By John S. Powers, Area Wildlife Biologist, Division of Wildlife and Freshwater Fisheries

Most of us are familiar with worms, or, at least, we think we are. As children, worms lived in the ground, and were what we used as bait when we went fishing. They were either “yucky and gross” or “neat and cool,” depending on our perspective. As we got older, we learned that worms were also something that sometimes affected our dogs. We could get them as well if we didn’t wash our hands and eat right. Many of us had even heard of brain worms, but those only existed in science fiction movies and scary comic books. Wrong! Brain worms are among us and more common than you might imagine.    

Brain worms, also known as meningeal worms, or technically, Parelaphostrongylus tenuis, are long, threadlike, parasitic nematodes that commonly infect white-tailed deer. Historically, brain worms have occurred throughout eastern North America wherever the white-tailed deer has been found. While clearly a parasite of the deer, brain worms and white-tails have apparently coexisted long enough that a relationship has evolved that rarely causes significant harm to the deer host.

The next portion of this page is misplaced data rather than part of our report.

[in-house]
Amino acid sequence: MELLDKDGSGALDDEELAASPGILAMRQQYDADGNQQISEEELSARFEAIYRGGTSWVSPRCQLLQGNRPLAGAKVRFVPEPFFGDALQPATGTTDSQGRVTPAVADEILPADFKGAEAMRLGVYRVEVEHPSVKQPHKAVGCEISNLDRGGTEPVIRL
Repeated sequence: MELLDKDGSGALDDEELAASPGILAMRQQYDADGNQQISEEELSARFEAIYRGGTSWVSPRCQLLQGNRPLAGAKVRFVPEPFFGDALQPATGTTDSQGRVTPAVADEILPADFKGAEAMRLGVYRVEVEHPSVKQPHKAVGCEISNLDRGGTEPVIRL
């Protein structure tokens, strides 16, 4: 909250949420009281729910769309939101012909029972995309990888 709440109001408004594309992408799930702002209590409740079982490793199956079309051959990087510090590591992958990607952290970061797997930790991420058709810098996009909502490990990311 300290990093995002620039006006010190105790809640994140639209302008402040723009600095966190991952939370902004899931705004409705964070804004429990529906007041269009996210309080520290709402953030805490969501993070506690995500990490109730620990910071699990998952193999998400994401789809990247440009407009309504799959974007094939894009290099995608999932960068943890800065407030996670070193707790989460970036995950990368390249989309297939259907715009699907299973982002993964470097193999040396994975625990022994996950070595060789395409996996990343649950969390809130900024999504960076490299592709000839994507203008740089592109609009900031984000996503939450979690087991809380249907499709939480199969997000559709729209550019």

The white-tailed deer’s tolerance to infection by brain worms is beneficial to the parasite in that white-tails are the only species that allows the worms to complete their life cycle on a regular basis. Most, if not all, ungulates occurring in North American (moose, elk, mule deer, black-tailed deer, reindeer, goats, sheep, cattle, and even llamas and alpacas) may be infected by brain worms, but all are considered unsuitable hosts. Infection by brain worms in species other than white-tailed deer causes varying degrees damage to the host’s central nervous system (spinal cord and brain). The damage caused by the worms produces a variety of symptoms ranging from apparent lameness in one or more limbs, to blindness, paralysis and death. While, some animals other than white-tailed deer do survive infection, brain worms do not regularly complete their life cycle and successfully reproduce.